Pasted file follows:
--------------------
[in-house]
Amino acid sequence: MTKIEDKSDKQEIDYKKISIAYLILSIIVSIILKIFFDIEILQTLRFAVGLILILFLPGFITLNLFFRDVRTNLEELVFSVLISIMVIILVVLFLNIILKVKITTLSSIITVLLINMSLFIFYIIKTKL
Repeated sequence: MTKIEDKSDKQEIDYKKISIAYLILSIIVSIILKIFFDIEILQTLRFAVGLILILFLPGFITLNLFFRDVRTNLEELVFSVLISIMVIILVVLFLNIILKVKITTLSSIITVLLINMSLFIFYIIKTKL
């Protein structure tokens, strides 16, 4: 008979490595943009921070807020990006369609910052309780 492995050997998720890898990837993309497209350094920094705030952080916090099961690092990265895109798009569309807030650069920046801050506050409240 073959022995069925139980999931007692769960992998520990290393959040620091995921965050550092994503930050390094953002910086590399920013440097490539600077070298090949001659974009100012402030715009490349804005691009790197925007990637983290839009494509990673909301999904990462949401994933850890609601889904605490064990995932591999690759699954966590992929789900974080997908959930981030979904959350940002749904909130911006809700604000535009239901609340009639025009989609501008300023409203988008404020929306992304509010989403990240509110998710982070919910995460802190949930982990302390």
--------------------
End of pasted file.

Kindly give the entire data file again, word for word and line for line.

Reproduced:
[in-house]
Amino acid sequence: MTKIEDKSDKQEIDYKKISIAYLILSIIVSIILKIFFDIEILQTLRFAVGLILILFLPGFITLNLFFRDVRTNLEELVFSVLISIMVIILVVLFLNIILKVKITTLSSIITVLLINMSLFIFYIIKTKL
Repeated sequence: MTKIEDKSDKQEIDYKKISIAYLILSIIVSIILKIFFDIEILQTLRFAVGLILILFLPGFITLNLFFRDVRTNLEELVFSVLISIMVIILVVLFLNIILKVKITTLSSIITVLLINMSLFIFYIIKTKL
């Protein structure tokens, strides 16, 4: 008979490595943009921070807020990006369609910052309780 492995050997998720890898990837993309497209350094920094705030952080916090099961690092990265895109798009569309807030650069920046801050506050409240 073959022995069925139980999931007692769960992998520990290393959040620091995921965050550092994503930050390094953002910086590399920013440097490539600077070298090949001659974009100012402030715009490349804005691009790197925007990637983290839009494509990673909301999904990462949401994933850890609601889904605490064990995932591999690759699954966590992929789900974080997908959930981030979904959350940002749904909130911006809700604000535009239901609340009639025009989609501008300023409203988008404020929306992304509010989403990240509110998710982070919910995460802190949930982990302390």